Budapest has beside great infrastrucure, many unusual means of transport which makes your journey special.
The Millenium metro
It was constructed in 1896 as Hungary had its 1000 year anniversary. It was the first metro on the continent of Europe. The first one was build in Europe in London in 1863, but London is not on the continent. The German company Siemens wanted to built a metro in Berlin, but the plan was rejected there, so they built the the metro line first here in Budapest. It has been renovated in 1996 as it was in a very bad state. Also nowadays you can see the ceramic decorations on the walls at every stations, leading from the pedestrian street Váci Street leading under the most famous Andrássy Street to the Heroes Square. Here was the terminal in 1896. Budapest wanted to transport the tourists from the down town area to the World Exhibition in the City Park behind the Heroes Square. Later we built 2 more stations, the next one is at the most famous Széchényi Bath but we are sorry to say that theese 2 stations are modern.
The Funicular in the Buda Castle
It was constructed in 1870. It was the first public means of transport to the castle area and the world’s second funicular. The first one was built in Salzburg Castle in Austria. It links the Adam Clark Square and the Széchenyi Chain Bridge at river level to Buda Castle above. It was destroyed during the Second World War and reopened on June 4, 1986. A feature of the line are the two pedestrian foot bridges which cross above it. These were present as the line opene and were removed in 1900 as the garden of the castle was extended and rebuilt to the original design in 1983.
In 1947, the Hungarian State Railways (MÁV) company decided that a railway operated by children would be built. Children sell the tickets, and they check your ticket in the train but they give also the sign for the engine driver, but of course the train is driven by adults. It is and it was every time a privilege of the best pupils from the elementary school to be to work for the children railway. The State Railways wanted to learn children about the life of railway and want to resupply the retired workers. The former name of the line was Úttörővasút (Pioneer Railway, in reference to the communist scouts). The construction started on April 11, 1948. The line is from Széchényi Hill to Hűvösvölgy, it is 12 km long. There are open trains for summer and normal ones for winter. During the Hungarian Revolution of 1956 the railway was closed, but was not damaged. It reopened on 3 February 1957. A museum at Hűvösvölgy station displays some items from the Communist period. It does not operate on Mondays. At Christmas there is also the Santa Claus on the train who gives candies to the children.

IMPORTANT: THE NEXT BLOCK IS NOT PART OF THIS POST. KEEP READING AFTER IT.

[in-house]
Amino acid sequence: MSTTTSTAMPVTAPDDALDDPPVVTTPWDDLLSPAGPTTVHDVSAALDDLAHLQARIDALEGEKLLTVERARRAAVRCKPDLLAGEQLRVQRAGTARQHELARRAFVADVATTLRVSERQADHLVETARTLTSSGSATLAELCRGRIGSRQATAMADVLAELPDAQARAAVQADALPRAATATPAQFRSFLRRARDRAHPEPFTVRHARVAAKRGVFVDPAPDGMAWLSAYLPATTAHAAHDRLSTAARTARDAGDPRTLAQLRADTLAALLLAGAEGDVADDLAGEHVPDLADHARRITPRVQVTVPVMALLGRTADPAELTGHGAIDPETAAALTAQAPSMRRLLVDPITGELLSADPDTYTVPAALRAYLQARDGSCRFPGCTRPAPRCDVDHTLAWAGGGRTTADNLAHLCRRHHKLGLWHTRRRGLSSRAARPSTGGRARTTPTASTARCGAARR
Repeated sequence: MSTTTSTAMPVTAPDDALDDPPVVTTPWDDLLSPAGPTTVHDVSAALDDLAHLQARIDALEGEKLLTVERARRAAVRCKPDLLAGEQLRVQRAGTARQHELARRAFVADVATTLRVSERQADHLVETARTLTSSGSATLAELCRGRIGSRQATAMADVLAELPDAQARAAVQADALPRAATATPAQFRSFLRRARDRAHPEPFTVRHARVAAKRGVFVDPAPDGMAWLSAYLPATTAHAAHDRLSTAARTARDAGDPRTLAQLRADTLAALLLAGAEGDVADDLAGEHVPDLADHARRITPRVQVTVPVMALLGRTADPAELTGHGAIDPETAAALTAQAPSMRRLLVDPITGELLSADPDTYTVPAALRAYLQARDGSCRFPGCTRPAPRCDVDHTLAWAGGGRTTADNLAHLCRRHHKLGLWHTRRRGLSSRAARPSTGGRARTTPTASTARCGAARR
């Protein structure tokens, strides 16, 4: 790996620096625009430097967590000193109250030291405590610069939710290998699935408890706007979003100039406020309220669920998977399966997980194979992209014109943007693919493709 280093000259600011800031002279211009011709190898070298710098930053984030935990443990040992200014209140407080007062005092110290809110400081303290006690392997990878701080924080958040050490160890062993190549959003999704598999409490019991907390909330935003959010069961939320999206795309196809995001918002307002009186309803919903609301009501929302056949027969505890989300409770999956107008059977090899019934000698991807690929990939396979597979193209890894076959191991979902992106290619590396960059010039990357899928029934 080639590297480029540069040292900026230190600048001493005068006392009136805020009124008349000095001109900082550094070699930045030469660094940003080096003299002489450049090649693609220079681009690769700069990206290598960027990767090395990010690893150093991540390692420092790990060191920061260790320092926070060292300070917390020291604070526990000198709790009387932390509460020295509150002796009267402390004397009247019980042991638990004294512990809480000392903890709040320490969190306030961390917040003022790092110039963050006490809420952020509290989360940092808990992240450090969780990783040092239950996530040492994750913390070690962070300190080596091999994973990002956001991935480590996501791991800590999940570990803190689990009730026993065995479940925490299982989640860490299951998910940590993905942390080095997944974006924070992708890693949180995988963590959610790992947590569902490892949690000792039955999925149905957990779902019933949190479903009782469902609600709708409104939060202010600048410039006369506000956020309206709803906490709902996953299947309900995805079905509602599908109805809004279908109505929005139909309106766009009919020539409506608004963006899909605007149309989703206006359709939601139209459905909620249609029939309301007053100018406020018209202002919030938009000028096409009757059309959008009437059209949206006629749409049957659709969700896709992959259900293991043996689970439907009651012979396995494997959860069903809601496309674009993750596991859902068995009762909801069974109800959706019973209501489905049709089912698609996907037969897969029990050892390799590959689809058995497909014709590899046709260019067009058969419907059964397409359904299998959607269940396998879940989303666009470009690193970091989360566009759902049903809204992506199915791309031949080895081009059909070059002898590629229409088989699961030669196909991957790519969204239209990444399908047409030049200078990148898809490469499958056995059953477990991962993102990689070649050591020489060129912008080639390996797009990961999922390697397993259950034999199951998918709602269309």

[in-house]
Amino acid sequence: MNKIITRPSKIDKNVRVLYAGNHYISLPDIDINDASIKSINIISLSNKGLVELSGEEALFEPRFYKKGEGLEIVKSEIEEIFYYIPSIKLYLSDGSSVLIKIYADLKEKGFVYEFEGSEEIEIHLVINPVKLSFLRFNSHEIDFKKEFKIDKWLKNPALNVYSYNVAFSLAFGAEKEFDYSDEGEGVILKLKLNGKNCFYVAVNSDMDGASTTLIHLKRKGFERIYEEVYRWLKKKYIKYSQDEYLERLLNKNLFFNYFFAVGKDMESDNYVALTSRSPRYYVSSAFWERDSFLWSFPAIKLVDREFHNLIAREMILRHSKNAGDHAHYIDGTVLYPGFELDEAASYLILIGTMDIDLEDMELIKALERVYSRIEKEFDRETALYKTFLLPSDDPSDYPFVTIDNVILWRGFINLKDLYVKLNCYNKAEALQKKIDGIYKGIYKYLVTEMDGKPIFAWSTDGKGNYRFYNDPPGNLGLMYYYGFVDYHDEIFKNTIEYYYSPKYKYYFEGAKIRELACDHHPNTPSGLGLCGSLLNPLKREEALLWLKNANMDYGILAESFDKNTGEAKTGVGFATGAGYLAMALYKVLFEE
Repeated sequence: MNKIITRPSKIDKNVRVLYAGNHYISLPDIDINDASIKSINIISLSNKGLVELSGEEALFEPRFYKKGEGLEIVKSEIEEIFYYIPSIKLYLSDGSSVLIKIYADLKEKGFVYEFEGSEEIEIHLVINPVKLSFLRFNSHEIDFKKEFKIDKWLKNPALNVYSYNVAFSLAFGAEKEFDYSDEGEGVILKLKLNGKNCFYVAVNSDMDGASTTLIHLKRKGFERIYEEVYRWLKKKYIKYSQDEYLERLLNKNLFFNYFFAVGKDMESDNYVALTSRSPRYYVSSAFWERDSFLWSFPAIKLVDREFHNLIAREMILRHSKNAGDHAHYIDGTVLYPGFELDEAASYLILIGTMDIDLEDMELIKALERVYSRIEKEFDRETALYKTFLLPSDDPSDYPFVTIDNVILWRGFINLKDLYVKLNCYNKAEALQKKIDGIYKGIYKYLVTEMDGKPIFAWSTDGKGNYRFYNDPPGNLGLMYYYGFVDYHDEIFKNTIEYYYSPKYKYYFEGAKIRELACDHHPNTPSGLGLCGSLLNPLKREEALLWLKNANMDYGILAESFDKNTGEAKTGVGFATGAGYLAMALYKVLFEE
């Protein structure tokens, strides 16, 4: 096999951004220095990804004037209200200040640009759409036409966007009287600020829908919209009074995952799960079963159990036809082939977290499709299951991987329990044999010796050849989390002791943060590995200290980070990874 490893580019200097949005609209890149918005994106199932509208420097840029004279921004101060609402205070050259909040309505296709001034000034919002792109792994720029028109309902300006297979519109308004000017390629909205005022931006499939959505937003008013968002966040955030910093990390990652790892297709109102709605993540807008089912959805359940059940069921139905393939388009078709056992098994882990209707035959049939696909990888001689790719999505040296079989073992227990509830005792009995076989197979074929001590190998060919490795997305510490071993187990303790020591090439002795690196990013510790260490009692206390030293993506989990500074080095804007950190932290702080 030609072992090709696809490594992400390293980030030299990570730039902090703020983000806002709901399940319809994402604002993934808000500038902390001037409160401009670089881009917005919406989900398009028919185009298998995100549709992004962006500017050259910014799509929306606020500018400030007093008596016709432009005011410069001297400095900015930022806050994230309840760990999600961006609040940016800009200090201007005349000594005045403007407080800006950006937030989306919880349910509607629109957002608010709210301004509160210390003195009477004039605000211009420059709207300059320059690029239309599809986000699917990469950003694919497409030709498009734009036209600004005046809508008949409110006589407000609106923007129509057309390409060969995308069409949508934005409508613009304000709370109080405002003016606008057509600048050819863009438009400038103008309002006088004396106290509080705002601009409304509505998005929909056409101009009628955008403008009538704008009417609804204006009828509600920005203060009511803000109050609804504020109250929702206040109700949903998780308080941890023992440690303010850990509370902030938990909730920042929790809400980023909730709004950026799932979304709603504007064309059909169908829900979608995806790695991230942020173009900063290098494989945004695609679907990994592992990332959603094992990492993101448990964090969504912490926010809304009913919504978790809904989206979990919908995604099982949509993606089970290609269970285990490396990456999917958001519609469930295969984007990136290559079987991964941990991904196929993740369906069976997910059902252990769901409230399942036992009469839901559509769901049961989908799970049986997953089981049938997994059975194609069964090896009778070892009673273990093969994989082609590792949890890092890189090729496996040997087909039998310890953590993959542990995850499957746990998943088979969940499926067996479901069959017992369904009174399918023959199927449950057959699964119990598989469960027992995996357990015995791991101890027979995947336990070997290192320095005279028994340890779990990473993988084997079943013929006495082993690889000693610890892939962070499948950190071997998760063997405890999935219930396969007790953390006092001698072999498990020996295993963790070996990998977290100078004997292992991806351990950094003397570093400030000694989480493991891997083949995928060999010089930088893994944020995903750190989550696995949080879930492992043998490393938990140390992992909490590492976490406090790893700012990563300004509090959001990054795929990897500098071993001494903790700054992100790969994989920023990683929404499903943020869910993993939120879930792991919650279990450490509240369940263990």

The chair-lift on János Hill
The Chairlift was built in 1970. The cable-railway connects Zugliget and János Hill in the 12th district of Budapest. This district is one of the most expensive area in Budapest, on the Buda and hilly side of Budapest. There is a breathtaking view to the city with the River Danube. The line of the Chairlift is 1040 m long; the level difference is 262 m between the 2 stations. The journey time is 15 minutes in both directions. It is really very funny to sit and travel above houses and looking into gardens.
Although it is not a means of transport, but it is worth mentioning the Budapest Eye.
It offers fantastic views over Budapest by day and night. Standing 65 meters tall, the wheel with its 42 cars is the largest mobile Ferris wheel of Europe . It has a capacity of 332 people and at night it will light up the evening sky with over 10,000 colored lights. Budapest Eye (officially known as Sziget Eye, promoting the famous Sziget Festival) it is open from middle of March until end of September every year. Tickets are ca. 8 € for adults and 5 € for kids. Opening hours are 10 am to midnight from Sunday through Thurdsay and 10 am to 2 am on Fridays and Saturdays.